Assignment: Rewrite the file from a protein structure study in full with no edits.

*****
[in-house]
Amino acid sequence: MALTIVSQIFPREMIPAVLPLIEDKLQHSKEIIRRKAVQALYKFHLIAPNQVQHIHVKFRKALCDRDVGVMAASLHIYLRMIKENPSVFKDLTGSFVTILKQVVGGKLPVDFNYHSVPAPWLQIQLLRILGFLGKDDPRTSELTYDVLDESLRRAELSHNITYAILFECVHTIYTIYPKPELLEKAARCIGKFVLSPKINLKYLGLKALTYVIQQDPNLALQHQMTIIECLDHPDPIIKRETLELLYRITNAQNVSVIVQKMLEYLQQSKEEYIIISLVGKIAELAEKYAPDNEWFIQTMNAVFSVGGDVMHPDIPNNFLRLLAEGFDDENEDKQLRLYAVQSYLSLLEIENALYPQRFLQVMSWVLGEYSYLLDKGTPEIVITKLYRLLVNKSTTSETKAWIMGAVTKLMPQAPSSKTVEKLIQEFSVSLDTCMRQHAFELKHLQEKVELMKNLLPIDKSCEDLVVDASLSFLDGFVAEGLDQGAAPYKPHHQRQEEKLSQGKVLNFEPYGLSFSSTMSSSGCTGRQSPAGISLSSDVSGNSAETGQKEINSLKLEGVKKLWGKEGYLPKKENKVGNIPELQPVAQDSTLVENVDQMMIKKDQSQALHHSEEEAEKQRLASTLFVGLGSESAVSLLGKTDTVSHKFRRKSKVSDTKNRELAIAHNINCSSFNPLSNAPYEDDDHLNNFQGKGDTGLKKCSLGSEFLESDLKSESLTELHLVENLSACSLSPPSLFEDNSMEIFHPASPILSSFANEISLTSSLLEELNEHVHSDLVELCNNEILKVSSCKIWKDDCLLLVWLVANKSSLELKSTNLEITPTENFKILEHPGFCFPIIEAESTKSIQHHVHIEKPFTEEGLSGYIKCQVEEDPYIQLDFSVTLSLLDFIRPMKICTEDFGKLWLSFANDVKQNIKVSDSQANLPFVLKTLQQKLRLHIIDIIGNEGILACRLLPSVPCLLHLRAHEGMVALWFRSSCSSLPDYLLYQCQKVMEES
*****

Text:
[in-house]
Amino acid sequence: MALTIVSQIFPREMIPAVLPLIEDKLQHSKEIIRRKAVQALYKFHLIAPNQVQHIHVKFRKALCDRDVGVMAASLHIYLRMIKENPSVFKDLTGSFVTILKQVVGGKLPVDFNYHSVPAPWLQIQLLRILGFLGKDDPRTSELTYDVLDESLRRAELSHNITYAILFECVHTIYTIYPKPELLEKAARCIGKFVLSPKINLKYLGLKALTYVIQQDPNLALQHQMTIIECLDHPDPIIKRETLELLYRITNAQNVSVIVQKMLEYLQQSKEEYIIISLVGKIAELAEKYAPDNEWFIQTMNAVFSVGGDVMHPDIPNNFLRLLAEGFDDENEDKQLRLYAVQSYLSLLEIENALYPQRFLQVMSWVLGEYSYLLDKGTPEIVITKLYRLLVNKSTTSETKAWIMGAVTKLMPQAPSSKTVEKLIQEFSVSLDTCMRQHAFELKHLQEKVELMKNLLPIDKSCEDLVVDASLSFLDGFVAEGLDQGAAPYKPHHQRQEEKLSQGKVLNFEPYGLSFSSTMSSSGCTGRQSPAGISLSSDVSGNSAETGQKEINSLKLEGVKKLWGKEGYLPKKENKVGNIPELQPVAQDSTLVENVDQMMIKKDQSQALHHSEEEAEKQRLASTLFVGLGSESAVSLLGKTDTVSHKFRRKSKVSDTKNRELAIAHNINCSSFNPLSNAPYEDDDHLNNFQGKGDTGLKKCSLGSEFLESDLKSESLTELHLVENLSACSLSPPSLFEDNSMEIFHPASPILSSFANEISLTSSLLEELNEHVHSDLVELCNNEILKVSSCKIWKDDCLLLVWLVANKSSLELKSTNLEITPTENFKILEHPGFCFPIIEAESTKSIQHHVHIEKPFTEEGLSGYIKCQVEEDPYIQLDFSVTLSLLDFIRPMKICTEDFGKLWLSFANDVKQNIKVSDSQANLPFVLKTLQQKLRLHIIDIIGNEGILACRLLPSVPCLLHLRAHEGMVALWFRSSCSSLPDYLLYQCQKVMEES